Most consumers don't think doctors should have such a tight relationship with big pharma, according to the second annual prescription drug survey conducted by Consumer Reports National Research Center, the Consumer Reports Health Blog reports.
The majority oppose the system of payments and rewards that drug companies use to influence how doctors treat patients. The survey polled more than 1,150 adults who are currently on a prescription drug.
More than two in three (69 percent) of those surveyed said pharmaceutical companies wield too much influence over doctors' prescribing decisions. Half of the adults surveyed said they feel doctors are too eager to turn to drug-related remedies rather than considering other ways of managing a condition.
Nearly half (47 percent) said they think gifts from drug companies influence physicians to prescribe certain drugs. Four in 10 said they think doctors tend to prescribe newer, more expensive drugs.
Consumers are leery of other rewards physicians get from the pharma industry. For instance:
- Close to three in four (72 percent) were unhappy with payments drug companies give doctors for testimonials or serving as a company spokesperson for a drug.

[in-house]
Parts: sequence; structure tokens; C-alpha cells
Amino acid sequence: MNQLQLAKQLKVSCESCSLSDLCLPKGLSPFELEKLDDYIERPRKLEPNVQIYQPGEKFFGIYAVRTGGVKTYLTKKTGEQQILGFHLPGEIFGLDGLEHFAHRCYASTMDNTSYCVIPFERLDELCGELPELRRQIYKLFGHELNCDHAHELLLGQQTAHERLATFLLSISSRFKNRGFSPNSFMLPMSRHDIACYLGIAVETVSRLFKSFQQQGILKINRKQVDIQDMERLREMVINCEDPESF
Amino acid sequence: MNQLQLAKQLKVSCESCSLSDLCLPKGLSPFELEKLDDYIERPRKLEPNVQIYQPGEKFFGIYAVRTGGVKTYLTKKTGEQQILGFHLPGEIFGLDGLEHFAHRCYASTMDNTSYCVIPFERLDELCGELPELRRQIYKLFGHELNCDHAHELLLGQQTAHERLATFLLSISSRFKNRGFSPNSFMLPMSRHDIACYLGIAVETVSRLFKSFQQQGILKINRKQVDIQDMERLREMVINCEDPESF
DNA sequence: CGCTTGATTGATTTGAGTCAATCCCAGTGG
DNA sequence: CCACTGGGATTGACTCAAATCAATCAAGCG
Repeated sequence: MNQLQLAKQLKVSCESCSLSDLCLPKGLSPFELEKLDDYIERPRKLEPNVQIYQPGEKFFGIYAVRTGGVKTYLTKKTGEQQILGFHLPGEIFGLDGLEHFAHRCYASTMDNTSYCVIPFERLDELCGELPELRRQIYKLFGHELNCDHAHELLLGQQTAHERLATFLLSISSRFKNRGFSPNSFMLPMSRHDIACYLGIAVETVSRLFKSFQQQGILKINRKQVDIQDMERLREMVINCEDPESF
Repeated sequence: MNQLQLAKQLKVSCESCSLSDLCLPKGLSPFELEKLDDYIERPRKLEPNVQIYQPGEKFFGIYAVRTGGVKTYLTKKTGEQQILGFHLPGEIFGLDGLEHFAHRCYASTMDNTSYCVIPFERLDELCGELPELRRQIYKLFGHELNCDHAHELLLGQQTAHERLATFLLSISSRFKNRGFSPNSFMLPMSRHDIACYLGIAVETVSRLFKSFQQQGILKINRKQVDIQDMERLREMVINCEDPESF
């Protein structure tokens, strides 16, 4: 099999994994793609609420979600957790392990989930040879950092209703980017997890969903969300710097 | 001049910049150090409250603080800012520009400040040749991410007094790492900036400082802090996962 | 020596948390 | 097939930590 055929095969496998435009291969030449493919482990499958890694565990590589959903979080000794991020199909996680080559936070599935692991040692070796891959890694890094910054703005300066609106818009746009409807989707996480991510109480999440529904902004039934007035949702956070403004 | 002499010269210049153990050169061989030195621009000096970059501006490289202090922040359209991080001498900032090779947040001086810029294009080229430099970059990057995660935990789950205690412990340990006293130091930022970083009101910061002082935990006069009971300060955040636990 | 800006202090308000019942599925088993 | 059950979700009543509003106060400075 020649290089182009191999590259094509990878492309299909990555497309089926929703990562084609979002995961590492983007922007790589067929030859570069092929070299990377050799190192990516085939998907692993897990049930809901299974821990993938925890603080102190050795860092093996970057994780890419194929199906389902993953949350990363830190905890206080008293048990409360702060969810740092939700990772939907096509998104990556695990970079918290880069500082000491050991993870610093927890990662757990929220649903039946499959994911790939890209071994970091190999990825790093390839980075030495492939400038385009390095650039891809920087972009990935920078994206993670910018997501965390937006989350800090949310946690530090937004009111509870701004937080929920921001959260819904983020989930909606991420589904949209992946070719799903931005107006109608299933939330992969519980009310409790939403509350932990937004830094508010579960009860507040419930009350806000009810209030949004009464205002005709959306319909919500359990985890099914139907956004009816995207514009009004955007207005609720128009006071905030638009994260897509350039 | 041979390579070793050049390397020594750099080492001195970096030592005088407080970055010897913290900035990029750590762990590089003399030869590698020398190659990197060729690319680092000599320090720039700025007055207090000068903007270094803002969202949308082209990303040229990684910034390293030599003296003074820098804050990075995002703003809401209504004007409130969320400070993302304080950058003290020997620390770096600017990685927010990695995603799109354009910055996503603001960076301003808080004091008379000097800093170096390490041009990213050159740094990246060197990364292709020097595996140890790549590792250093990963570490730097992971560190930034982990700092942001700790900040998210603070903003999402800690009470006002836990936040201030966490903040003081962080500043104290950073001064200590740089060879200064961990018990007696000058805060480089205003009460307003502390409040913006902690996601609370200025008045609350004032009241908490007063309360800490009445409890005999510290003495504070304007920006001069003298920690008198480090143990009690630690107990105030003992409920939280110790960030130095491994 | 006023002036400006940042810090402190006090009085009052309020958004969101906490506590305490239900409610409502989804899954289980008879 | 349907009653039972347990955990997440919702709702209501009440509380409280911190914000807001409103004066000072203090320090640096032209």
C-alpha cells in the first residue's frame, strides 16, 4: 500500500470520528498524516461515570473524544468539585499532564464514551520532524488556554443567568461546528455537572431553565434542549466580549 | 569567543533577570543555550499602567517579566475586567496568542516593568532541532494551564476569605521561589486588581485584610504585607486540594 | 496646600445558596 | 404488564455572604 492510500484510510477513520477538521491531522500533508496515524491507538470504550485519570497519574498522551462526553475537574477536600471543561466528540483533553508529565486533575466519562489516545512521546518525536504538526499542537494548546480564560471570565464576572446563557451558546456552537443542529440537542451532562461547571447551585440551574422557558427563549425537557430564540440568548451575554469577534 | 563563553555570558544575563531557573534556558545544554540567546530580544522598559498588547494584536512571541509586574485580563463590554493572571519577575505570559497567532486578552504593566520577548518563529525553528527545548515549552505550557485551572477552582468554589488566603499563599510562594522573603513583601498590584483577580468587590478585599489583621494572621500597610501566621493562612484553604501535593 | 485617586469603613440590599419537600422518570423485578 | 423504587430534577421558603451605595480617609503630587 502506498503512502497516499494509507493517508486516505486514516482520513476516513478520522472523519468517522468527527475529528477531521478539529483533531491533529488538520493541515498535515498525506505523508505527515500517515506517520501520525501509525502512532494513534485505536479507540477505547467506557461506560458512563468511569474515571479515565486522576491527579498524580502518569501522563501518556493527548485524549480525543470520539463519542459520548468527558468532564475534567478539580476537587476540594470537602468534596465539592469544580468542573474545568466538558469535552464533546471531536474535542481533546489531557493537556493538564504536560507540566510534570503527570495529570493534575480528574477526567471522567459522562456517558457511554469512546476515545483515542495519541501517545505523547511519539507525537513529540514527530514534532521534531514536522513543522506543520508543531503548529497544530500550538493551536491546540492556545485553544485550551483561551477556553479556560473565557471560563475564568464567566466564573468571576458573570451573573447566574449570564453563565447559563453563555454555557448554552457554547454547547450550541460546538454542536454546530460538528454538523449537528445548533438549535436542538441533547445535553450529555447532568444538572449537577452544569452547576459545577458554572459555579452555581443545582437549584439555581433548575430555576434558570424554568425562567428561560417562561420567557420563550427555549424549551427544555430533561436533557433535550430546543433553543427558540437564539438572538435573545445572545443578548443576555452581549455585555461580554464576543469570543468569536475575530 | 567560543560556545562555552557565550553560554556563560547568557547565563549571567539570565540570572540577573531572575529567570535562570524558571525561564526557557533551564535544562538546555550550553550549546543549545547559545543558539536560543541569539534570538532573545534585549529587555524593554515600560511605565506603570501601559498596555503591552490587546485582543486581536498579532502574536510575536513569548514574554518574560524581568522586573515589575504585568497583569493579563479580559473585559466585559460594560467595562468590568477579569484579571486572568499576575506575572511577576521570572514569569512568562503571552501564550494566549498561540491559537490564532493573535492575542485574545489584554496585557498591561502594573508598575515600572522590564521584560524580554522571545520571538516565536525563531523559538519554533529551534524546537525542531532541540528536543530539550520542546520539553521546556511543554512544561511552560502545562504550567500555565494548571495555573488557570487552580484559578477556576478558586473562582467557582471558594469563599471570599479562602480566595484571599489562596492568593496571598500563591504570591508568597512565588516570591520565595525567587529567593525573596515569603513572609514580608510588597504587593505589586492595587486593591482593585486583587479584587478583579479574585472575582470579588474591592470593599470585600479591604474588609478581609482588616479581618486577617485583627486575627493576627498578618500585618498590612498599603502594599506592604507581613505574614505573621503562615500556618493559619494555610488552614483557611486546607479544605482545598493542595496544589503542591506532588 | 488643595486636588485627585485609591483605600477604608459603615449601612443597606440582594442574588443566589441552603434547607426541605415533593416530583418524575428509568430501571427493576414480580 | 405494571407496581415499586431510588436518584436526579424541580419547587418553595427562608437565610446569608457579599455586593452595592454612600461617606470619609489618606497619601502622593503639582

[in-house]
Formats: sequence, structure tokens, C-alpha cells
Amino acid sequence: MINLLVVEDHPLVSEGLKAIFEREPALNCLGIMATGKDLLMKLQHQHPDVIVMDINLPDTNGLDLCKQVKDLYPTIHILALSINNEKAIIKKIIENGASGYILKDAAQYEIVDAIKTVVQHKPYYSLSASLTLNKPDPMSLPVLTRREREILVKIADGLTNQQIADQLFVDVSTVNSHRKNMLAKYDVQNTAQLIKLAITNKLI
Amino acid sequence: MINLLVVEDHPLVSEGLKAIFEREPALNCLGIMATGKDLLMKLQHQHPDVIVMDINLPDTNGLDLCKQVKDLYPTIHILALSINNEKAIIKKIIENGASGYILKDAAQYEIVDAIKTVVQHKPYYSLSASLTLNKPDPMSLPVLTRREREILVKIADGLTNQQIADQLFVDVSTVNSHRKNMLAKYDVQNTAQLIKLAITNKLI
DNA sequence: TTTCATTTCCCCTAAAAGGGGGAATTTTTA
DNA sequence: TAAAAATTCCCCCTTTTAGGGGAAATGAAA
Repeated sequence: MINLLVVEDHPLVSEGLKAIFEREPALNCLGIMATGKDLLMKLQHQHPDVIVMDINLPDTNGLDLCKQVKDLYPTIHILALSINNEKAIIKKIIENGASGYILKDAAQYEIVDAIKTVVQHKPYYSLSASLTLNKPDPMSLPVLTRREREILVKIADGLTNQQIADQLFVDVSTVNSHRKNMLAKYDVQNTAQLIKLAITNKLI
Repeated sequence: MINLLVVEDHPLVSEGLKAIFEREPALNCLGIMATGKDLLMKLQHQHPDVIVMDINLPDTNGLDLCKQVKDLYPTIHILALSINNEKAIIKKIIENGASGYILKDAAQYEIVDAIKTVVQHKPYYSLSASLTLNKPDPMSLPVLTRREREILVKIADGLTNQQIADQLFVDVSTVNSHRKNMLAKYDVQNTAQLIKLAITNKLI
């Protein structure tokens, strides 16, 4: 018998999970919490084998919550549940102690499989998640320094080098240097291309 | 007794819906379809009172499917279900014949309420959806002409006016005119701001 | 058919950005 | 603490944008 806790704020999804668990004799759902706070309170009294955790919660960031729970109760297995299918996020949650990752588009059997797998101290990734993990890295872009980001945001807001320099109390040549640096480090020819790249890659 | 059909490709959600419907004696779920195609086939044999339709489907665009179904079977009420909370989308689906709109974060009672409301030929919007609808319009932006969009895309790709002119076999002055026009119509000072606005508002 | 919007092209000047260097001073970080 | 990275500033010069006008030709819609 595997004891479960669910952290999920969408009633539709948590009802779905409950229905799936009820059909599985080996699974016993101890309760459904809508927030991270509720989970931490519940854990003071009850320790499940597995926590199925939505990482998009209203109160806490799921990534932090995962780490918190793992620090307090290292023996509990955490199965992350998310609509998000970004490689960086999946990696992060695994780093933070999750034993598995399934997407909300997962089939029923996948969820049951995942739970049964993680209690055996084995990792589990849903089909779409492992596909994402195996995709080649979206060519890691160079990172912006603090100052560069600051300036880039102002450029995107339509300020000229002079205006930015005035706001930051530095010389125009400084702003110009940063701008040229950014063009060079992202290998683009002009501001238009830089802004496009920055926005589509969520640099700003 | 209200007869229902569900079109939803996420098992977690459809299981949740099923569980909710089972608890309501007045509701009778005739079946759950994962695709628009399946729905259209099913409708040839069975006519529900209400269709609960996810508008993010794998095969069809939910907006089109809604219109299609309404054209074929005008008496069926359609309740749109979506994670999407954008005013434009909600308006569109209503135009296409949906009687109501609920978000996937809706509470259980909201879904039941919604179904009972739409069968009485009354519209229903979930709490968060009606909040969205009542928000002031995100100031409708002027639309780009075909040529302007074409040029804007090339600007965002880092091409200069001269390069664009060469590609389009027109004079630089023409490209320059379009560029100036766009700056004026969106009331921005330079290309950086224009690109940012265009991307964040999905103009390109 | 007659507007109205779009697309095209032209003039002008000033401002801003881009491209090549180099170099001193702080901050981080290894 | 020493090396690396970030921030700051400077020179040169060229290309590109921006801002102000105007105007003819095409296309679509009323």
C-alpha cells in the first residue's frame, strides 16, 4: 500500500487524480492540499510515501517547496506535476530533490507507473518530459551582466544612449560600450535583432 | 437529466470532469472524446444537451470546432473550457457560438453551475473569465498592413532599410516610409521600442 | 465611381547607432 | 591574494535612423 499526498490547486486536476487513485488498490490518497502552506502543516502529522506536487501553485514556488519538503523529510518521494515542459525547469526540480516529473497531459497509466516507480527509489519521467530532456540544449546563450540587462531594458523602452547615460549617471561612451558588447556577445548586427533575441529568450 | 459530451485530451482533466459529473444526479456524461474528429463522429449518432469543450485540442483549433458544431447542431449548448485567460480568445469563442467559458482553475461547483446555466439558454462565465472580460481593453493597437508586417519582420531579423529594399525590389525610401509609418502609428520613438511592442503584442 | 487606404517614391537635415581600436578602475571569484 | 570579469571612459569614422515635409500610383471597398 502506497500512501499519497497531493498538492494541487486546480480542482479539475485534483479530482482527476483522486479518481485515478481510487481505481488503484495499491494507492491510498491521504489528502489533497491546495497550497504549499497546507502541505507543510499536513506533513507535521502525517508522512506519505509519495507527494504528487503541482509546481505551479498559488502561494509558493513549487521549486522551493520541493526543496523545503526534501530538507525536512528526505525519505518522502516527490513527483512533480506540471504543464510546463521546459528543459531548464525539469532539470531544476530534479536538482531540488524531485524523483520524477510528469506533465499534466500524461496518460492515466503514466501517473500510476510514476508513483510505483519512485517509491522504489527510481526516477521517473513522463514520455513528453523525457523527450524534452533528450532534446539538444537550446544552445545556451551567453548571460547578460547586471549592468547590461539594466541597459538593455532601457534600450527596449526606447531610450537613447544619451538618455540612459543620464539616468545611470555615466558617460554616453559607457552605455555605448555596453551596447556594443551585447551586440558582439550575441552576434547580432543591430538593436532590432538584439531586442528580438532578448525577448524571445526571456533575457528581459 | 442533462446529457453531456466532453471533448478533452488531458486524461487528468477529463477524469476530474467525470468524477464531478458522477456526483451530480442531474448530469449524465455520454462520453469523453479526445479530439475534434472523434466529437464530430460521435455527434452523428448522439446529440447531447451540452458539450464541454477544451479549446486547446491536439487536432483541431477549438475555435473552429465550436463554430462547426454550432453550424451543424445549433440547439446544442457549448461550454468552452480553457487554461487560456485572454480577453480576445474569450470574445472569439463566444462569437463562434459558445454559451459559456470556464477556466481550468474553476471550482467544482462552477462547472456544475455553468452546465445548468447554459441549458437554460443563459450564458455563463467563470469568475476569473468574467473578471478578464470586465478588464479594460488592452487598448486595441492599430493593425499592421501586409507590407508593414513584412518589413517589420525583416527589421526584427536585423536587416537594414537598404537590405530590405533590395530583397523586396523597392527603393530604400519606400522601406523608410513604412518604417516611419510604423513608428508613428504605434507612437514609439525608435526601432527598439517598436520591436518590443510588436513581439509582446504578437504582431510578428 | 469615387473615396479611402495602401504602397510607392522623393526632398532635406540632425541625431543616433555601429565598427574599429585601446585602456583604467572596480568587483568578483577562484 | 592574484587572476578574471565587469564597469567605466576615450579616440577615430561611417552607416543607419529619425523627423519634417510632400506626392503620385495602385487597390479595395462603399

- Sixty-one percent were concerned that pharma companies pay doctors to speak at industry conferences.
- Fifty-eight percent expressed concerns that big pharma buys meals for physicians and their staffs.
[Full disclosure: I am not a doctor. But many years ago, I tagged along with a friend, who is a pain doctor, to a lunch sponsored by Pfizer. In this case, Celebrex was the featured drug. The setting was the opulent Russian Tea Room in New York City. The entrée would have cost about $25 on the menu. The whole experience made me wonder how a doctor could accept such invitations and not let the experience affect later prescribing decisions.]
To learn more:
- read the Consumer Reports Health Blog post
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